When exhibitors attend trade shows they are there for business and contact development (Han & Verma, 2014). Participants attend conferences for experience and educational value. Addressing the gray area between an attendee experience, and exhibitor experience may be the difference between having more exhibitors attend or less at the next event. That grey area is made up of misinformation, participants having long wait times, and mismanaged operations are just a few examples. When trade shows reduce the gray area, conferences will have a better experience for attendees, increased exhibitor satisfaction, and positive top of mind awareness relating to the event. One role that helps lessen a negative experience is by having a social media presence.
Participants have ranked social networking and interaction opportunities among the most important benefits they receive at conferences (Hultsman, 2001). This makes the difference for participant's experience throughout the conference, attendees will not just be attending another meeting, but they will have an interactive session. Social media will bridge gaps in communication between participants and exhibitors. Leveraging social media to exhibitors has created results such as Increased booth traffic, increased brand awareness, improved relationships with clients, increased event attendance, additional press coverage, and increased sales (Han & Verma, 2014). There are three other key factors for exhibitors when going into a conference.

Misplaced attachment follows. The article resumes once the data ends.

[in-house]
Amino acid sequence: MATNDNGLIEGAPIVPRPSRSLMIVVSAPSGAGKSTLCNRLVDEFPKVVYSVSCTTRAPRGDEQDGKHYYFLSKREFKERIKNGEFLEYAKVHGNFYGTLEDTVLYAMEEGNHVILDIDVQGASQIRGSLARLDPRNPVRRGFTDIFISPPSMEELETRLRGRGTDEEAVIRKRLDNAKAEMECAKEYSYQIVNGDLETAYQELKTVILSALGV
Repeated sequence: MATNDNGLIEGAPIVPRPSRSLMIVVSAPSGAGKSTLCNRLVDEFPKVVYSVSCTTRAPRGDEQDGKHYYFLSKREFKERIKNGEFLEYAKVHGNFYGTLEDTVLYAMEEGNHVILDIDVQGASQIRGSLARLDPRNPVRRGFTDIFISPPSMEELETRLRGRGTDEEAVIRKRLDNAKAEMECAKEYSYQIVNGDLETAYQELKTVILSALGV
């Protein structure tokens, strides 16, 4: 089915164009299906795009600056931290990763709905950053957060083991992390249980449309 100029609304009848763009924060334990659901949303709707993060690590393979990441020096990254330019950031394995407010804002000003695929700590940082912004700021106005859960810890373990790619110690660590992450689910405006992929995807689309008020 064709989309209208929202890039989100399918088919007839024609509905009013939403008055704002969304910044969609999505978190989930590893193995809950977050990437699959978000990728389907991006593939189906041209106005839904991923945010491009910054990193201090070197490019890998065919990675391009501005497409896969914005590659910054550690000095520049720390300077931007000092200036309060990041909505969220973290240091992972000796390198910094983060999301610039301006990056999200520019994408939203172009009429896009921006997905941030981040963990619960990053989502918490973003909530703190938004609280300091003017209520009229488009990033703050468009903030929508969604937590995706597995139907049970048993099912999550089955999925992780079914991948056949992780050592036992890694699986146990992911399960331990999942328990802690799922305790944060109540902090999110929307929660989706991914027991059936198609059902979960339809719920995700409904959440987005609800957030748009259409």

An exhibitor will stand out when they have product display, professional interaction, and socialization (Rinallo, Borghini, & Golfetto, 2010.) When it comes to their display in the conference, attendees found the more open it looked the more they perceived it as a welcoming booth. This contributes to attendee traffic and sales for those exhibitors obtaining leads at the event. Creating an interaction for participants visiting the display leaves a memorable experience. For example, having a representative doing a product demonstration every 15-30 minutes and asking questions to visitors would create an interactive experience. Experiences that exhibitors want to avoid are sensorial overwhelming, information over-load and physical fatigue. These negative factors can make participants bored, irritated, and frustrated which may cause them to express these feelings to other attendees. This will in result in an adverse effect on the brand, bottom line, and reputation of that exhibitor who paid money to be there.
Finally, none of the information here is a secret or locked up in Area 51 hiding from the public’s eye! One of the studies used here had a sample size of 50 informal interviews with exhibitors. There may be more here and it is important to experiment when exhibiting at a conference. The main message here is if you are irritating attendees when they visit your both chances are that message will spread. However, if you are focused on being interactive and leaving a positive experience to participants, that will contribute to more than just the bottom line.